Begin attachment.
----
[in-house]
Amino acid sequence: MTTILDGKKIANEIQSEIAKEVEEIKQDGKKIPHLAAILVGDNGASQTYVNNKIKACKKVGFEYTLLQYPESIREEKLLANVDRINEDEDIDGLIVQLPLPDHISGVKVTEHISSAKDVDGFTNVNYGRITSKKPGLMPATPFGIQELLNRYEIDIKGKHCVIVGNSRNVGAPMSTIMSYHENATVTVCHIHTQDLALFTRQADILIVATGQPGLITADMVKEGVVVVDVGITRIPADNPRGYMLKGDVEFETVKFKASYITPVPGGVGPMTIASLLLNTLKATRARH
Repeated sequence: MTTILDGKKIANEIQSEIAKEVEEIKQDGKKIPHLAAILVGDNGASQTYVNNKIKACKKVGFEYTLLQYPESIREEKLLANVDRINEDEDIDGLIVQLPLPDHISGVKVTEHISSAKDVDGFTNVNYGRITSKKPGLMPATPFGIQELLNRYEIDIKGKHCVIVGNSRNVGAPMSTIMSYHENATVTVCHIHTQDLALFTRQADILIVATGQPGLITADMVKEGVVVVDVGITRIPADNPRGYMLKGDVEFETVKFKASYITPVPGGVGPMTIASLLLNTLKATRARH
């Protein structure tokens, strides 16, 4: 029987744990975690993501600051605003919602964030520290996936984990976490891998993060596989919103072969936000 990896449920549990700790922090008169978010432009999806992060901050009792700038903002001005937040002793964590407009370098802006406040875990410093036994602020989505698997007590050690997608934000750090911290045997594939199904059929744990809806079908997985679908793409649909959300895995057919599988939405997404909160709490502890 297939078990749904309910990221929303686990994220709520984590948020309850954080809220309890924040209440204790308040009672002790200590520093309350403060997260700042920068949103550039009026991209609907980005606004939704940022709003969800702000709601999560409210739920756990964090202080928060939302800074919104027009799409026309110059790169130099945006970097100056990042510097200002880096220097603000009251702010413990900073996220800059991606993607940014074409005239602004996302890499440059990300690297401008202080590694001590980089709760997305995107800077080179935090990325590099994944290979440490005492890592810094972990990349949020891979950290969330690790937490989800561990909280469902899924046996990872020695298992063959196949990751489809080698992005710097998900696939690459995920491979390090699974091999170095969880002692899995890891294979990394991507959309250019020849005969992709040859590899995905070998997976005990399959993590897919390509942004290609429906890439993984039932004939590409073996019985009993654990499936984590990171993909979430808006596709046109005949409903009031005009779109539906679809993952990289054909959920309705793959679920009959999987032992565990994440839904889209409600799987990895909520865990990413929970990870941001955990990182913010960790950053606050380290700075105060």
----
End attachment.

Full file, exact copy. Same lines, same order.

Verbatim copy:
[in-house]
Amino acid sequence: MTTILDGKKIANEIQSEIAKEVEEIKQDGKKIPHLAAILVGDNGASQTYVNNKIKACKKVGFEYTLLQYPESIREEKLLANVDRINEDEDIDGLIVQLPLPDHISGVKVTEHISSAKDVDGFTNVNYGRITSKKPGLMPATPFGIQELLNRYEIDIKGKHCVIVGNSRNVGAPMSTIMSYHENATVTVCHIHTQDLALFTRQADILIVATGQPGLITADMVKEGVVVVDVGITRIPADNPRGYMLKGDVEFETVKFKASYITPVPGGVGPMTIASLLLNTLKATRARH
Repeated sequence: MTTILDGKKIANEIQSEIAKEVEEIKQDGKKIPHLAAILVGDNGASQTYVNNKIKACKKVGFEYTLLQYPESIREEKLLANVDRINEDEDIDGLIVQLPLPDHISGVKVTEHISSAKDVDGFTNVNYGRITSKKPGLMPATPFGIQELLNRYEIDIKGKHCVIVGNSRNVGAPMSTIMSYHENATVTVCHIHTQDLALFTRQADILIVATGQPGLITADMVKEGVVVVDVGITRIPADNPRGYMLKGDVEFETVKFKASYITPVPGGVGPMTIASLLLNTLKATRARH
């Protein structure tokens, strides 16, 4: 029987744990975690993501600051605003919602964030520290996936984990976490891998993060596989919103072969936000 990896449920549990700790922090008169978010432009999806992060901050009792700038903002001005937040002793964590407009370098802006406040875990410093036994602020989505698997007590050690997608934000750090911290045997594939199904059929744990809806079908997985679908793409649909959300895995057919599988939405997404909160709490502890 297939078990749904309910990221929303686990994220709520984590948020309850954080809220309890924040209440204790308040009672002790200590520093309350403060997260700042920068949103550039009026991209609907980005606004939704940022709003969800702000709601999560409210739920756990964090202080928060939302800074919104027009799409026309110059790169130099945006970097100056990042510097200002880096220097603000009251702010413990900073996220800059991606993607940014074409005239602004996302890499440059990300690297401008202080590694001590980089709760997305995107800077080179935090990325590099994944290979440490005492890592810094972990990349949020891979950290969330690790937490989800561990909280469902899924046996990872020695298992063959196949990751489809080698992005710097998900696939690459995920491979390090699974091999170095969880002692899995890891294979990394991507959309250019020849005969992709040859590899995905070998997976005990399959993590897919390509942004290609429906890439993984039932004939590409073996019985009993654990499936984590990171993909979430808006596709046109005949409903009031005009779109539906679809993952990289054909959920309705793959679920009959999987032992565990994440839904889209409600799987990895909520865990990413929970990870941001955990990182913010960790950053606050380290700075105060």